Wednesday, September 17, 2014

Rain Dance

We finally got rain three nights ago. I know this only because when I opened the laundry room door to take the girls for their morning walk on Monday, I was surprised to find the walkway around the porch wet. It took a moment or two for this register in my mind as an indicator of precipitation. It's been so long since we've had any measurable rain that I felt a bit as if I were in a dream. When the reality sank in, I shouted to Turfman as if someone had left us a pile of cash outside our door.  We quickly began investigating other areas of the property to get some idea of just how much it had rained, a little disappointed at having slept so soundly through the night and missing the big event. All indicators suggested that we had gotten a reasonable amount. It wasn't until I returned home from work to find the ground in the vegetable garden still wet that I realized we could consider it a substantial downpour. The rain finally arriving was a surprise at first, but having had some time to consider the situation, I'm pretty sure I know what brought the rain.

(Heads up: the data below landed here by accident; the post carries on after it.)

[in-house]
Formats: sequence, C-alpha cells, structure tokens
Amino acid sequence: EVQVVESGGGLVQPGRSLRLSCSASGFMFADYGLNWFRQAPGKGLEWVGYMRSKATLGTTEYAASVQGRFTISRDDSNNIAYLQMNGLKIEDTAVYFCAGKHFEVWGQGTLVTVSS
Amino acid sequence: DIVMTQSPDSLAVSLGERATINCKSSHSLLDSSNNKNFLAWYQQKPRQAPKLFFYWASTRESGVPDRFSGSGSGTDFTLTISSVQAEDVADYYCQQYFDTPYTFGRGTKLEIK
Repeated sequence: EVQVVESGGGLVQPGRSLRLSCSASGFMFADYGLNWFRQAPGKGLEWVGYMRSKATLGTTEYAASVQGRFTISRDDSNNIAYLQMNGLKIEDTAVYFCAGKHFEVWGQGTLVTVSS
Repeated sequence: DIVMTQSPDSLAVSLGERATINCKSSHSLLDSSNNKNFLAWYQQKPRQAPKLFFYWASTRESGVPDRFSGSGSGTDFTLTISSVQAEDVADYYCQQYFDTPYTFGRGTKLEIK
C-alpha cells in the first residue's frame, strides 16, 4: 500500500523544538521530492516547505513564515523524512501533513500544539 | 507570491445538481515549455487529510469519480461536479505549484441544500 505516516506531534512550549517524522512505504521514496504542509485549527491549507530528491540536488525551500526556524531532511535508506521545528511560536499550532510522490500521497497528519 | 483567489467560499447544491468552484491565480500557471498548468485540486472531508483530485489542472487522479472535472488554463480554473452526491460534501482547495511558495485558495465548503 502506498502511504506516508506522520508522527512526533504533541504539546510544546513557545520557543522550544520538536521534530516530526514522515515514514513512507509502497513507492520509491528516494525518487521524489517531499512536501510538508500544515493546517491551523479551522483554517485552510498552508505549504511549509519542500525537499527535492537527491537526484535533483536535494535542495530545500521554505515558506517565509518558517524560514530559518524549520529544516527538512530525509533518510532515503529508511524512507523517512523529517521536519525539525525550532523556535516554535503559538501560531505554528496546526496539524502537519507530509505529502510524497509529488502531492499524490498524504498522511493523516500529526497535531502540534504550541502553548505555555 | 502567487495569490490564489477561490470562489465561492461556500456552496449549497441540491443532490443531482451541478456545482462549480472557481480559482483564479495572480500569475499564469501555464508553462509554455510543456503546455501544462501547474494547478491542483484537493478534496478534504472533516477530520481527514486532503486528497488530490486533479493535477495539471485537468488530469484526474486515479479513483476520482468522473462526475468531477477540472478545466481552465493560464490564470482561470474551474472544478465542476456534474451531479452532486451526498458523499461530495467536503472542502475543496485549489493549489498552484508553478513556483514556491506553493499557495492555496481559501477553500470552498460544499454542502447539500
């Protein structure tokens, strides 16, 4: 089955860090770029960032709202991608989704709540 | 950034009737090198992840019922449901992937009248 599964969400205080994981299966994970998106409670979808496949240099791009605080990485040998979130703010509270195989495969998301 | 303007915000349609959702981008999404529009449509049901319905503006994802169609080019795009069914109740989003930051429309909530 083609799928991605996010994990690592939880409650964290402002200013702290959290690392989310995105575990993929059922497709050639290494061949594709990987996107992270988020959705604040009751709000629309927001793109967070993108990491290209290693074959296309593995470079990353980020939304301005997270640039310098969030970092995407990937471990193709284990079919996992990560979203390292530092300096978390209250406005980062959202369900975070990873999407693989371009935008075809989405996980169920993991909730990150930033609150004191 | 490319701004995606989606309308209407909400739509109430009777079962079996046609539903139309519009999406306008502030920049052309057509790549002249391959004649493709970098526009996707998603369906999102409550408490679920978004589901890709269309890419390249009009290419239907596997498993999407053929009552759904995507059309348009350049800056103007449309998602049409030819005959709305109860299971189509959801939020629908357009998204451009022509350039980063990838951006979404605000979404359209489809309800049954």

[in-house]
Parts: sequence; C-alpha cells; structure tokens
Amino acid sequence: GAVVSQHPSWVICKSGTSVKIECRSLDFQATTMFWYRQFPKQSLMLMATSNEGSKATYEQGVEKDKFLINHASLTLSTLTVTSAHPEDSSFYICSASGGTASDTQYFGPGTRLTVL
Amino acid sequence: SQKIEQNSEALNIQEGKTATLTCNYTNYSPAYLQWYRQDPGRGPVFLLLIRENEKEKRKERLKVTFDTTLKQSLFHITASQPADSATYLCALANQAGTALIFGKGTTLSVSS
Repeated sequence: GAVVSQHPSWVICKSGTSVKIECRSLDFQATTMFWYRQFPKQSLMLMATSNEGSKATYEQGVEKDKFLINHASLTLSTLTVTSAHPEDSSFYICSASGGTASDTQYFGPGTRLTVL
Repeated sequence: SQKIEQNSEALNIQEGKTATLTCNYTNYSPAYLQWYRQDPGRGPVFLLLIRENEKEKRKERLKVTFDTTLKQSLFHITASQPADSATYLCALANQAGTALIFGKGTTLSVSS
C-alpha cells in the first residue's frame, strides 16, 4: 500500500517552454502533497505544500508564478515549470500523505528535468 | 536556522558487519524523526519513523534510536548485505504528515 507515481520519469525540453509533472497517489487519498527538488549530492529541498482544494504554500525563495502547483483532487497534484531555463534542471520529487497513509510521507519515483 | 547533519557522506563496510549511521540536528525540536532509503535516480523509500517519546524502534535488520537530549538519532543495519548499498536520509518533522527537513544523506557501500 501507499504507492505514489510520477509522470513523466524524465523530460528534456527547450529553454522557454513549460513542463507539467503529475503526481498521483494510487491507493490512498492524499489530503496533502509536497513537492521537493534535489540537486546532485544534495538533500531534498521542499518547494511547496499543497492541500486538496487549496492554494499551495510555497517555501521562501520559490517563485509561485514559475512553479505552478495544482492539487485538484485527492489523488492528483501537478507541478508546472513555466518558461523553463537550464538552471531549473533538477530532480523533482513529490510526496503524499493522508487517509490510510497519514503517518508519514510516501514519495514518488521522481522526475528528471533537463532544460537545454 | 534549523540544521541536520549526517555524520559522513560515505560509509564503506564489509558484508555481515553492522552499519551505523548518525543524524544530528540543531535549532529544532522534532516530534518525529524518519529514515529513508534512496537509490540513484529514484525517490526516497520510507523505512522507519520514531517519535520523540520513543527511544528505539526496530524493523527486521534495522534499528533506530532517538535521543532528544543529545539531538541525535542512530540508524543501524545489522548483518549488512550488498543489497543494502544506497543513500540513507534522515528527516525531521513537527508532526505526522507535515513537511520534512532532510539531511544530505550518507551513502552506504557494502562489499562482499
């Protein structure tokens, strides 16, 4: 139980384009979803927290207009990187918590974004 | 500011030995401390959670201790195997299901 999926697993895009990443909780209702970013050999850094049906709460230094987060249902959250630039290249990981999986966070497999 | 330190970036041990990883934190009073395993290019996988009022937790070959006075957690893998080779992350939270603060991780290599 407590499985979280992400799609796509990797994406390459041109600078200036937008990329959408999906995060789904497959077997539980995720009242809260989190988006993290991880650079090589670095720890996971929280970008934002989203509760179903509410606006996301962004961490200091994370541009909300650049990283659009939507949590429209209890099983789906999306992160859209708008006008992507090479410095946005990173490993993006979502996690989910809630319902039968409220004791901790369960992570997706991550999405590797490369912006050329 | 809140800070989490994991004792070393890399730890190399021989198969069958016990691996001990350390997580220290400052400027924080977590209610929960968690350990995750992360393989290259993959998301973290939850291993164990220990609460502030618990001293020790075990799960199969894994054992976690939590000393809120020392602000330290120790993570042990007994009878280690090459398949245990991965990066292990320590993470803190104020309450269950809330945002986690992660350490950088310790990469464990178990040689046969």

I've always held the belief that if I didn't want it to rain, I just have to carry an umbrella with me. If I'm prepared for it, not a drop will fall. Very recently I had come to the conclusion that it may never rain here again. To that end, I spent a day this past weekend installing a drip irrigation system for the vegetable garden. If the rain refused to come, I would bring the water to my garden. I could no longer handle running around, as Alan Titchmarsh once put it in his gardening show, "like a scalded cat," trying to keep everything from withering in the parched soil. I had to make a big purchase of a splitter for the outdoor spigot, a two zone timer, and a 75' garden hose to reach the front edge of the garden. That's where I began hooking up the brilliant system components that DIG Corporation sent me a while ago when I won a contest they sponsored. (The drip irrigation system is something else I packed up and brought with me from the Orlando garden.) I laid the main 1/2" poly tubing around the perimeter of the garden where the "wall" will eventually be (lots to look forward to) and then cut a line across to the first planter bed. As I drop each new planter in, I'll splice into the perimeter water line to install another drip line. In fact, I'll be doing that tomorrow night since I just finished another planter in time for the seedlings I've been growing in modules to be planted out.